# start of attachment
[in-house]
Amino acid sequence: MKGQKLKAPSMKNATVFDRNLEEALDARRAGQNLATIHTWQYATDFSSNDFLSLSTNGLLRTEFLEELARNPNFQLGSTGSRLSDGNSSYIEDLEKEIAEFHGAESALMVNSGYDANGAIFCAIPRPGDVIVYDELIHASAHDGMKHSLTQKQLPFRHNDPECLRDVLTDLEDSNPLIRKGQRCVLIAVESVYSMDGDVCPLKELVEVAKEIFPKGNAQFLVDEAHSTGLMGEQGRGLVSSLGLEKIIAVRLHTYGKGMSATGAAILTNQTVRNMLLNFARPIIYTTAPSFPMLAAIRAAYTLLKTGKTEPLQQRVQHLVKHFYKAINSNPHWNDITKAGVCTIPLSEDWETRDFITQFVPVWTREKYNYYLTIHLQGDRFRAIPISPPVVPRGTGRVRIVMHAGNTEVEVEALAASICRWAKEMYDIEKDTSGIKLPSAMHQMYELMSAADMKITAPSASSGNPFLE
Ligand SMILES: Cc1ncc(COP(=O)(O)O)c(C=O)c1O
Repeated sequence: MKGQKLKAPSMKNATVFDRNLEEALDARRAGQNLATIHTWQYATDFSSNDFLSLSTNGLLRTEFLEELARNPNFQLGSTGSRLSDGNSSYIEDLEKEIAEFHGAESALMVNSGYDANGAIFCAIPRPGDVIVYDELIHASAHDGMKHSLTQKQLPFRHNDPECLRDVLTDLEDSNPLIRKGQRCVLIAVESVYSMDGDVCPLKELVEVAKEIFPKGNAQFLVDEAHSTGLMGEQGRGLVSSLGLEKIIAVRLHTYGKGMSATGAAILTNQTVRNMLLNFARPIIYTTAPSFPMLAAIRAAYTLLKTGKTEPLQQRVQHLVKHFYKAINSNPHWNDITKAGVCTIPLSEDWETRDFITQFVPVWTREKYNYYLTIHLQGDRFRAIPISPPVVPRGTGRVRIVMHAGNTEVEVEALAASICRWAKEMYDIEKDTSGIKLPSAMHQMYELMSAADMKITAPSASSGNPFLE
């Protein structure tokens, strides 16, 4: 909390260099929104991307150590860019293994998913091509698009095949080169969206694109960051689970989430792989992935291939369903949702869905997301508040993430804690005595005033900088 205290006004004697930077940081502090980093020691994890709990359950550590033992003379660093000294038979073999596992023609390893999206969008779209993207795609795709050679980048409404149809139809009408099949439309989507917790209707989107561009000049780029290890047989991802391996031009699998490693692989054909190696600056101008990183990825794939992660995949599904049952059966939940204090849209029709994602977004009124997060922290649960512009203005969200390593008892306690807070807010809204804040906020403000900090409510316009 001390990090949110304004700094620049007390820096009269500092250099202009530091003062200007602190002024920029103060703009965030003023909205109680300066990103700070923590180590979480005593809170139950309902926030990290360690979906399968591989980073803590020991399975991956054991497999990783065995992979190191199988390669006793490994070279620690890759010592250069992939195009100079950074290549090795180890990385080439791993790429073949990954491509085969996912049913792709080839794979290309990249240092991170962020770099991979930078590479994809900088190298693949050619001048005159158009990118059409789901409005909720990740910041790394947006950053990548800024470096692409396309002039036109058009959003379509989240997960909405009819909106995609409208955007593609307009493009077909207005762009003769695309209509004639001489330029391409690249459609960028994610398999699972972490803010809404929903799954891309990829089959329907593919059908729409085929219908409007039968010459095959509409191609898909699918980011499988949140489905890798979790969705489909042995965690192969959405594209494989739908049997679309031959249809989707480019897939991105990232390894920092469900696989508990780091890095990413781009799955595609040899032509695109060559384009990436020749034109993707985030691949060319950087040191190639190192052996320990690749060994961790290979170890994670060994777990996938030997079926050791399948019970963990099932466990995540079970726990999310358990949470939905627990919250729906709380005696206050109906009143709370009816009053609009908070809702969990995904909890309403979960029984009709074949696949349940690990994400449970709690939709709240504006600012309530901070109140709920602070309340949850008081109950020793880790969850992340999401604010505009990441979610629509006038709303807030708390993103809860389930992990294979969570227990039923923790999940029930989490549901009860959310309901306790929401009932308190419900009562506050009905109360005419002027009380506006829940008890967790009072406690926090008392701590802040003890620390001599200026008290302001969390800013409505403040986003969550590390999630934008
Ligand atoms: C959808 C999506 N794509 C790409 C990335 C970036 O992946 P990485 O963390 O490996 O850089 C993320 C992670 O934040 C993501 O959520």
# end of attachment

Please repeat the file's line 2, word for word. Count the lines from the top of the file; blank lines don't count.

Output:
Amino acid sequence: MKGQKLKAPSMKNATVFDRNLEEALDARRAGQNLATIHTWQYATDFSSNDFLSLSTNGLLRTEFLEELARNPNFQLGSTGSRLSDGNSSYIEDLEKEIAEFHGAESALMVNSGYDANGAIFCAIPRPGDVIVYDELIHASAHDGMKHSLTQKQLPFRHNDPECLRDVLTDLEDSNPLIRKGQRCVLIAVESVYSMDGDVCPLKELVEVAKEIFPKGNAQFLVDEAHSTGLMGEQGRGLVSSLGLEKIIAVRLHTYGKGMSATGAAILTNQTVRNMLLNFARPIIYTTAPSFPMLAAIRAAYTLLKTGKTEPLQQRVQHLVKHFYKAINSNPHWNDITKAGVCTIPLSEDWETRDFITQFVPVWTREKYNYYLTIHLQGDRFRAIPISPPVVPRGTGRVRIVMHAGNTEVEVEALAASICRWAKEMYDIEKDTSGIKLPSAMHQMYELMSAADMKITAPSASSGNPFLE